Saturday, August 3, 2013

August 3, 1863 (Tuesday): Stuart Reports In

General J. E. B. Stuart

August 3, 1863-9 a. m.
[General R. E. LEE:]
     GENERAL: No change since yesterday perceptible. Scouts were near the bridge last night and report incessant work as if on bridge. The same heavy dust prevails this side of the bridge as yesterday. I am disposed to believe enemy will entertain us with a threat of advance and wait for re-enforcements. The very improbable part of the report of prisoners to General Fitz. Lee is that the Twelfth Corps was moving so secretly. Now, if the Twelfth Corps crosses over here it is very importable that that corps would be taken back for the flank movement. I sent some scouts across below here and some above in addition to those already over. Just heard from Amissville. At least a brigade of cavalry still there. Last night a rumbling of wagons was heard at Beverly all night moving from the direction of Warrenton to Rappahannock bridge. It was not heard to proceed beyond that point. There are no facts on which we can predicate a conclusion yet, but we will watch the enemy. Two notes received this morning. Fitz. Lee will not come while there is any prospect of an advance.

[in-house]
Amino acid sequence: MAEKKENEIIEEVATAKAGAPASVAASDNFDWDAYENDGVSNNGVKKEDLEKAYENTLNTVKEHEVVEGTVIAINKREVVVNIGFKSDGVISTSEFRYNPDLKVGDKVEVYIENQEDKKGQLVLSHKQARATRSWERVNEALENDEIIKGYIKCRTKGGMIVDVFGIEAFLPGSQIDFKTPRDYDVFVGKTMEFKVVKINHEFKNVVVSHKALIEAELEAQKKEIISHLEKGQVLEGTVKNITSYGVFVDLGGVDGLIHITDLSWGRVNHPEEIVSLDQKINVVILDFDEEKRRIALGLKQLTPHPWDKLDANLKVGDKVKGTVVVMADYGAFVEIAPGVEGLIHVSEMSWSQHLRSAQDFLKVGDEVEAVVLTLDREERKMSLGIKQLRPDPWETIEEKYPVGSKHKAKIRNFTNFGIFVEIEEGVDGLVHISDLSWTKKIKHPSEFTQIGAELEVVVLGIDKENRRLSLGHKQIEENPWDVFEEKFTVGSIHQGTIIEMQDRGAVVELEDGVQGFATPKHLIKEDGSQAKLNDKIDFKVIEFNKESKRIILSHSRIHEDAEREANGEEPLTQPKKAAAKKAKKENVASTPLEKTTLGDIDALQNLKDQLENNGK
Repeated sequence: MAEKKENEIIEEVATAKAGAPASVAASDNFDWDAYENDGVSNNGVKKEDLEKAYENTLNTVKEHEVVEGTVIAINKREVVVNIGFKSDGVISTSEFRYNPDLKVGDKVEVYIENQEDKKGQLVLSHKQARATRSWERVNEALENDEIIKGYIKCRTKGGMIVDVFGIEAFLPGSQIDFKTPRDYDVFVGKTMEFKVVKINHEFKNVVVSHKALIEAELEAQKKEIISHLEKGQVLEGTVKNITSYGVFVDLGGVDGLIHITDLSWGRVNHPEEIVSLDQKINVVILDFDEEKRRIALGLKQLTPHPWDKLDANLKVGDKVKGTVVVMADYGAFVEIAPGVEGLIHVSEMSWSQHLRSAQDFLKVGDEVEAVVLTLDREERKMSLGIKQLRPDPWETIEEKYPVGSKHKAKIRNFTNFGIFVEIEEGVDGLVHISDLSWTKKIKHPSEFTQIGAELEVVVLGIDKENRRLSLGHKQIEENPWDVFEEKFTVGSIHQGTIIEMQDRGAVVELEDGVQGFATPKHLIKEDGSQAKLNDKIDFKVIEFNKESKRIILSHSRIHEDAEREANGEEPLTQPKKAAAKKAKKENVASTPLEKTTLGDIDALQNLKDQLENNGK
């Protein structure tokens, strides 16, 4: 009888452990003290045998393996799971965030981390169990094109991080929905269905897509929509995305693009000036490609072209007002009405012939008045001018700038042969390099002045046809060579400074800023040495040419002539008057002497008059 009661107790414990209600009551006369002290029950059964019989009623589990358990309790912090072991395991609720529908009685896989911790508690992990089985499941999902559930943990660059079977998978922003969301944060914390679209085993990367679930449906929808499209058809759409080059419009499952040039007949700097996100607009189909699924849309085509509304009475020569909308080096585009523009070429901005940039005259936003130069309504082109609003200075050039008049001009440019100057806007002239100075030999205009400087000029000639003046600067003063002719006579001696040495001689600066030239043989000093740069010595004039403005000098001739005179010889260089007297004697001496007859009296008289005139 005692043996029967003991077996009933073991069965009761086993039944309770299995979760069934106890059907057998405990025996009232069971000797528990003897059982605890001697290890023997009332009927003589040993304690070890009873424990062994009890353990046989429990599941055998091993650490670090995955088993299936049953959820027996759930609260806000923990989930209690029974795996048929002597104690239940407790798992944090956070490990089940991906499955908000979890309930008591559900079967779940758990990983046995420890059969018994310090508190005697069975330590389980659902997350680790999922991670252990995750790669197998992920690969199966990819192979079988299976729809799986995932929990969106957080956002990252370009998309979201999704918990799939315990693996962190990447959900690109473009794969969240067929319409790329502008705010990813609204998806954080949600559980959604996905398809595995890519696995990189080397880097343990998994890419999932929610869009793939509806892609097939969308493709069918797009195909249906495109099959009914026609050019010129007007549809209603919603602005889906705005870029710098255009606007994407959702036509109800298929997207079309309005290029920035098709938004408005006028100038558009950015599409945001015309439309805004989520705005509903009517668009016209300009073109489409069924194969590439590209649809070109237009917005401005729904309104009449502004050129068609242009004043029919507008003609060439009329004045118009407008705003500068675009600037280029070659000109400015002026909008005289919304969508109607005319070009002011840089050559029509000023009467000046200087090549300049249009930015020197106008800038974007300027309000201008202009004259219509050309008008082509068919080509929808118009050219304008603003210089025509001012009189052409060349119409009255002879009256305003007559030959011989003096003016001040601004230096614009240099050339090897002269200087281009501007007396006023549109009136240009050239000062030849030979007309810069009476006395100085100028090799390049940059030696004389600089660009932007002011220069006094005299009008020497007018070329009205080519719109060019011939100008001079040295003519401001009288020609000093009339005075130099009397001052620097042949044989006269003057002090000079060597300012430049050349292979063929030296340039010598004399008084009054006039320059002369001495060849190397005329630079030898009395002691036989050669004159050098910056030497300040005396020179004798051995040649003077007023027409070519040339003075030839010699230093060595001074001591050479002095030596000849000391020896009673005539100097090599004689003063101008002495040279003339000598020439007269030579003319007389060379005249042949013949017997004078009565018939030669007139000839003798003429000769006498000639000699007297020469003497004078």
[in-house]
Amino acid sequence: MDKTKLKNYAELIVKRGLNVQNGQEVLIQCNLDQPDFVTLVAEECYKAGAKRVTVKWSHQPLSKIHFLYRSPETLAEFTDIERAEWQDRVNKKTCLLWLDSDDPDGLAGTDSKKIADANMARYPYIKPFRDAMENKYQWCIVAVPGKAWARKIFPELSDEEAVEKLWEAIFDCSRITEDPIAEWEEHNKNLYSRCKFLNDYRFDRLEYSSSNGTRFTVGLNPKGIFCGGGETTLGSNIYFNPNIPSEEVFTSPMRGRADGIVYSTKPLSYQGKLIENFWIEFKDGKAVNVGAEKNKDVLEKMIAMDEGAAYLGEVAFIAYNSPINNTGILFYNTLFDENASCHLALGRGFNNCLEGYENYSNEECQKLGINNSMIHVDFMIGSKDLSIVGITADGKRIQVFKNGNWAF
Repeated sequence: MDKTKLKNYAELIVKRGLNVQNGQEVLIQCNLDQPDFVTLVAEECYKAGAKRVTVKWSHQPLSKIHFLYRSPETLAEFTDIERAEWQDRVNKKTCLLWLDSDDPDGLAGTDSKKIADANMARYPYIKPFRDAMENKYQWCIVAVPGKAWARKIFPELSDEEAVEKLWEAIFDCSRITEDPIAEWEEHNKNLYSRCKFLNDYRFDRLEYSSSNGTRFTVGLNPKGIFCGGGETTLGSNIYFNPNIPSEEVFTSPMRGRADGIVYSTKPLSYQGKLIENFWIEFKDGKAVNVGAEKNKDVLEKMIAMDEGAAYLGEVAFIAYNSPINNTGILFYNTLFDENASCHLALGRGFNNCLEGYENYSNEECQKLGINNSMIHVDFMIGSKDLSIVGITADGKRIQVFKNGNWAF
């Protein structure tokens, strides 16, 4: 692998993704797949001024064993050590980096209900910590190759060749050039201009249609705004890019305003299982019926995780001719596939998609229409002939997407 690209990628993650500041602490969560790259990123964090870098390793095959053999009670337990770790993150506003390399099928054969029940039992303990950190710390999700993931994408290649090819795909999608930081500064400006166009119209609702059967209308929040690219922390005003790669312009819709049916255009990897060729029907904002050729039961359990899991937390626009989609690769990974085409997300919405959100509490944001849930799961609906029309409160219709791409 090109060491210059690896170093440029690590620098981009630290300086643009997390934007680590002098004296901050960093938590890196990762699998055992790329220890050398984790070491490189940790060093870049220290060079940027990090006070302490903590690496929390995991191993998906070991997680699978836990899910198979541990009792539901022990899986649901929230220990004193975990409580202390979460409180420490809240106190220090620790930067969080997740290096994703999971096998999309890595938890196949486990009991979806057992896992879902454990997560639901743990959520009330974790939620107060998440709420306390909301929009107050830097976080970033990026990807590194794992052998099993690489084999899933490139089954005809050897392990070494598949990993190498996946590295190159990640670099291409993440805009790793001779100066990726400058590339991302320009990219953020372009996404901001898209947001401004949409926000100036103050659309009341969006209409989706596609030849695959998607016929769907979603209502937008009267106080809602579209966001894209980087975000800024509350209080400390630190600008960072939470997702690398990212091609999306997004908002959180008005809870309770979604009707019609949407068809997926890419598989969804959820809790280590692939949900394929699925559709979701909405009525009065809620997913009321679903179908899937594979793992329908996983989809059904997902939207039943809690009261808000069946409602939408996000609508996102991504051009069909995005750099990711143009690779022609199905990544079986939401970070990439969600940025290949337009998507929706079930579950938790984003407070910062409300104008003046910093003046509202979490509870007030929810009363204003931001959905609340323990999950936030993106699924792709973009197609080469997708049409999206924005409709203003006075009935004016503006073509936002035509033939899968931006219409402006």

Most respectfully,

      J. E. B. STUART,

Official Records, Series I., Vol. 52, Part 1, Page 750.

This letter is included not so much for great historical import as for an example of Stuart's role in the Army.  Scouting was a primary role, but he also served an intelligence function, taking in the information and evaluating the likely course of the enemy.  In today's world of satellite technology it is difficult to imagine armies separating after a battle and becoming, to a great extent, lost to each other.  But such often was the case and the danger of a portion of the army being fallen upon by its opponent was very real.  This was the enormous valley of a highly competent cavalry officer like Stuart. 

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